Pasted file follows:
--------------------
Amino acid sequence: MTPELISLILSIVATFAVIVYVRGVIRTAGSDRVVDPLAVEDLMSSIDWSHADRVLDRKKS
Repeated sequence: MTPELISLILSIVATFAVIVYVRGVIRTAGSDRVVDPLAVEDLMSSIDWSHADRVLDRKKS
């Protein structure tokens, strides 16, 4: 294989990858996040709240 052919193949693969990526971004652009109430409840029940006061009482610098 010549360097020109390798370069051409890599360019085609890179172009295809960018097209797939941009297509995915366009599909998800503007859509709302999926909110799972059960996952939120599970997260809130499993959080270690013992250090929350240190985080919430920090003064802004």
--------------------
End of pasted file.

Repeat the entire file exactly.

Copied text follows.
Amino acid sequence: MTPELISLILSIVATFAVIVYVRGVIRTAGSDRVVDPLAVEDLMSSIDWSHADRVLDRKKS
Repeated sequence: MTPELISLILSIVATFAVIVYVRGVIRTAGSDRVVDPLAVEDLMSSIDWSHADRVLDRKKS
């Protein structure tokens, strides 16, 4: 294989990858996040709240 052919193949693969990526971004652009109430409840029940006061009482610098 010549360097020109390798370069051409890599360019085609890179172009295809960018097209797939941009297509995915366009599909998800503007859509709302999926909110799972059960996952939120599970997260809130499993959080270690013992250090929350240190985080919430920090003064802004």